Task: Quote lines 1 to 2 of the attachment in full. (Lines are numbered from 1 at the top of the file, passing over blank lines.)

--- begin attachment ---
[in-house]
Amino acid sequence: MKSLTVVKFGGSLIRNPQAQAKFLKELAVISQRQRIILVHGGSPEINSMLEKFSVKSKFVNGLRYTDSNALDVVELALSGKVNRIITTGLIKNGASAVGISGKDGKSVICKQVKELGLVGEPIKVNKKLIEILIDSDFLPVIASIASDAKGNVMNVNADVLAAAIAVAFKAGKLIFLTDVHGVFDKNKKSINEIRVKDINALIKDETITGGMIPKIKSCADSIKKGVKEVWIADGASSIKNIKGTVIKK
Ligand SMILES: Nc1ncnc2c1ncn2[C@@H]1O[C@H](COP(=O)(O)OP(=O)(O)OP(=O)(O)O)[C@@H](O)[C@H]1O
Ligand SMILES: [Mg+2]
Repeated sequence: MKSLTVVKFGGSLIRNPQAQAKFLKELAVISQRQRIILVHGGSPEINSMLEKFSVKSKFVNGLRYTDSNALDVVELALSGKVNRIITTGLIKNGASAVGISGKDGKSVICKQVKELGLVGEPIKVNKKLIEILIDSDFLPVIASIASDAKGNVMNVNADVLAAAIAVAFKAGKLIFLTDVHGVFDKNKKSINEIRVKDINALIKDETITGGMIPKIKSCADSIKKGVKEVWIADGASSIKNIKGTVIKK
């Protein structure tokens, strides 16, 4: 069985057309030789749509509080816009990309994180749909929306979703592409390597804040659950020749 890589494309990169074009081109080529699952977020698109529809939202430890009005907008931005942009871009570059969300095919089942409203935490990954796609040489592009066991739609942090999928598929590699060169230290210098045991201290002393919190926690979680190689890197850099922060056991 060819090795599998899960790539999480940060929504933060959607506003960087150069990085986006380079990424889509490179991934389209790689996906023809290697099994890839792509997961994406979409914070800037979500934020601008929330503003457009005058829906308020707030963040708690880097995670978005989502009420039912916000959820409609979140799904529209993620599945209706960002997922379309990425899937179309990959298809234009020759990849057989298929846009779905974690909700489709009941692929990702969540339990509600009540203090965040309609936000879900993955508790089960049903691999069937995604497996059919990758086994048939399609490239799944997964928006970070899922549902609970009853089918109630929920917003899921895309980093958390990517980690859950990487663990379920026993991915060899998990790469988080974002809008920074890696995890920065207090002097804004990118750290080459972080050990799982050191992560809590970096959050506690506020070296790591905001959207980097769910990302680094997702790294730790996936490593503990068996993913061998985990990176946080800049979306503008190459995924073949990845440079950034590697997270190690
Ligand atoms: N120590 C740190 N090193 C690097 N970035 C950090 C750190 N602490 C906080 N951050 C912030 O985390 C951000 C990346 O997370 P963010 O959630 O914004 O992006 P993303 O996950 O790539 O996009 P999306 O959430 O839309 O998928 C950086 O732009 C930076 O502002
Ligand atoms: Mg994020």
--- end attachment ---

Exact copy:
[in-house]
Amino acid sequence: MKSLTVVKFGGSLIRNPQAQAKFLKELAVISQRQRIILVHGGSPEINSMLEKFSVKSKFVNGLRYTDSNALDVVELALSGKVNRIITTGLIKNGASAVGISGKDGKSVICKQVKELGLVGEPIKVNKKLIEILIDSDFLPVIASIASDAKGNVMNVNADVLAAAIAVAFKAGKLIFLTDVHGVFDKNKKSINEIRVKDINALIKDETITGGMIPKIKSCADSIKKGVKEVWIADGASSIKNIKGTVIKK